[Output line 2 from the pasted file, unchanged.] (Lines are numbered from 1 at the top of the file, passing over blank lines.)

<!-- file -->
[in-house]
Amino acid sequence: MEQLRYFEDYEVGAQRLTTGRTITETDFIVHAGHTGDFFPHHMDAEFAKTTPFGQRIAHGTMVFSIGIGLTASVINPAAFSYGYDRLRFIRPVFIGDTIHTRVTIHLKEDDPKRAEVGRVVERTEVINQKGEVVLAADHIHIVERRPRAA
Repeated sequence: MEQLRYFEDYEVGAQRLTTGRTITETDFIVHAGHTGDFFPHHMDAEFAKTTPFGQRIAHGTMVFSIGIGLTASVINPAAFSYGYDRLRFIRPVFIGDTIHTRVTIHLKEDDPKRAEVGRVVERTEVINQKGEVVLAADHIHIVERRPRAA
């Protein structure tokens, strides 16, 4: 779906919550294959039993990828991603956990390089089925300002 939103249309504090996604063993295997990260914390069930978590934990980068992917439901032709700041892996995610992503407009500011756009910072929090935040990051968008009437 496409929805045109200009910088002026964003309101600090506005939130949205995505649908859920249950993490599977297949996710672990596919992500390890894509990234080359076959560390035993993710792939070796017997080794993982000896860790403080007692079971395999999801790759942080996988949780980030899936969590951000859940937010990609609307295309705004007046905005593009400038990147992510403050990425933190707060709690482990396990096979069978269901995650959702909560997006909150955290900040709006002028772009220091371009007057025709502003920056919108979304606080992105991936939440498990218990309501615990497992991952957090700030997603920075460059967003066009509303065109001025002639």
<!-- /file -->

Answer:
Amino acid sequence: MEQLRYFEDYEVGAQRLTTGRTITETDFIVHAGHTGDFFPHHMDAEFAKTTPFGQRIAHGTMVFSIGIGLTASVINPAAFSYGYDRLRFIRPVFIGDTIHTRVTIHLKEDDPKRAEVGRVVERTEVINQKGEVVLAADHIHIVERRPRAA